was one of last century’s most important contemporary American architects. His work was concerned with the relationship of the human being to space and of space to nature. Lautner’s designs share a sense of drama, powerful geometry and warmth, and a profound respect for the site. His buildings stand as functional sculpture. They are unique entities unlike those of any other architect. Lautner was born in 1911, the older of two children. He was raised in Marquette, Michigan, graduating from high school and college there. The northern woods and the deep blue of Lake Superior remained in his soul throughout his life, and he was to return time and time again to bask in what he considered a heaven on earth.After graduating with a degree in English from the Northern Michigan University (then Northern State Teachers College), Lautner became an apprentice to Frank Lloyd Wright for six years, joining the first group of Taliesin Fellows. In 1937 he supervised the construction of two of Wright’s projects, and two years later established his own practice in Los Angeles. His first solo project was a house for his own family, which architectural critic Henry-Russell Hitchcock called “the best house by an architect under 30 in the United States.” Later Hitchcock remarked that “Lautner’s work could stand comparison with that of his master.” A comparison, incidentally, that Lautner himself would have been reluctant to make, given his lifelong devotion to Mr. Wright. Lautner’s work has been the subject of numerous exhibitions in the United States and abroad. His buildings have been featured in countless publications, in a documentary film on his life and work, in the James Bond and Diehard films, among others, and in commercials for television. In 1970, he was made a Fellow of the American Institute of Architects for Excellence in Design. He also received the Gold Medal from the Los Angeles AIA chapter in 1993 for his lifetime achievement. At the time of his death on October 24, 1994, the 83-year-old Lautner was still working on several large projects.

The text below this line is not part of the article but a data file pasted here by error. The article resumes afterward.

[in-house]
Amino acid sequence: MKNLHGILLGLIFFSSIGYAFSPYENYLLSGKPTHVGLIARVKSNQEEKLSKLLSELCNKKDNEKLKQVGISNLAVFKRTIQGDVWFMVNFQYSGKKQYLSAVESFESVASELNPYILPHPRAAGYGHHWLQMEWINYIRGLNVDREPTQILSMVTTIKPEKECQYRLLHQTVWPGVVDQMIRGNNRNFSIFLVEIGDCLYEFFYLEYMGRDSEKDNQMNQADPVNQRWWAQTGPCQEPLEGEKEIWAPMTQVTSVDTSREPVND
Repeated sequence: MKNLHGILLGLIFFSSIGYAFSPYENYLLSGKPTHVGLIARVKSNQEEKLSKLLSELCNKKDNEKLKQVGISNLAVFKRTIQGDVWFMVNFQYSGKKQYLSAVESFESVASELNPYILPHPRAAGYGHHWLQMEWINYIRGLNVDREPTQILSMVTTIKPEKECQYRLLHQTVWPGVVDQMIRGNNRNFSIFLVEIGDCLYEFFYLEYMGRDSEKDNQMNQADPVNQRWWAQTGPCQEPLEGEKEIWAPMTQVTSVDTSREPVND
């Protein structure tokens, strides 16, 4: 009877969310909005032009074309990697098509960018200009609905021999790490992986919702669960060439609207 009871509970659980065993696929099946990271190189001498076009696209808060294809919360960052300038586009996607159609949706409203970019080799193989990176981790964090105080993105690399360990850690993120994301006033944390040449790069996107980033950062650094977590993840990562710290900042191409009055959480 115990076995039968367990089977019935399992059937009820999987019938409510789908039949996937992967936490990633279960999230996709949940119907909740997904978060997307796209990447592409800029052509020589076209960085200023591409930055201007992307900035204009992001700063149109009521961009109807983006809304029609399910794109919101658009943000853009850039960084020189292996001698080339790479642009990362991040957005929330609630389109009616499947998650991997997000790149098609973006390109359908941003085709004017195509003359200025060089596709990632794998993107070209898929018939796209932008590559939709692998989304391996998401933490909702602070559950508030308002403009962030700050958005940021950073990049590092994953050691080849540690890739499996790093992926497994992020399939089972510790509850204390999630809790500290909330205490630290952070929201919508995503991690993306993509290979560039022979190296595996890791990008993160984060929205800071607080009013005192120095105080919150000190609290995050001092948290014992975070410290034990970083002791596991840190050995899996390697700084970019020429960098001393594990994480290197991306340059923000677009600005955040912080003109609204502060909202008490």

TALIESIN WEST & LAUTNER
"During my time visiting Taliesin West it was clear to see the influence Frank Lloyd Wright had on John Lautner when he was commissioned in 1947 to build this wonderful estate for Lucien Hubbard. I appreciate the thoughtful use of glass, redwood, steel and concrete. Every attention to detail astounds me. I especially love the iconic orange steel beams that make me think of Taliesin West every time I see them."
Tracy Beckmann, Co-Owner
HOLLYWOOD'S LOVE AFFAIR WITH LAUTNER
Many of you will recognize his homes from famous Hollywood movies. The Elrod House in Palm Springs: where Sean Connery battles Bambi and Thumper in the indoor/outdoor swimming pool in the movie “Diamonds Are Forever.” The Sheats Goldstein House in Los Angeles: Porn Producer Jackie Treehorn’s amazing house where he drugs the Dude’s drink and the Dude passes out in the movie “The Big Lebowski.” The Chemosphere House, A set for a scene in “Charlie’s Angels” was inspired directly by this house known as one of his most celebrated works built in 1960 and now owned by famed publisher Taschen. The Schaffer House in Los Angeles: The home Tom Ford immortalizes on film in his directorial debut of the movie “A Single Man.”
JOHN LAUTNER FOUNDATION
The John Lautner Foundation was founded in 1995 to preserve the Lautner archive; educate the public on the architecture of Lautner; and provide support for preservation, protection and maintenance of all Lautner structures. Be a part of this important movement by joining the foundation so that you too can play an integral role in preserving Lautner’s architectural legacy. Please join visiting www.johnlautner.org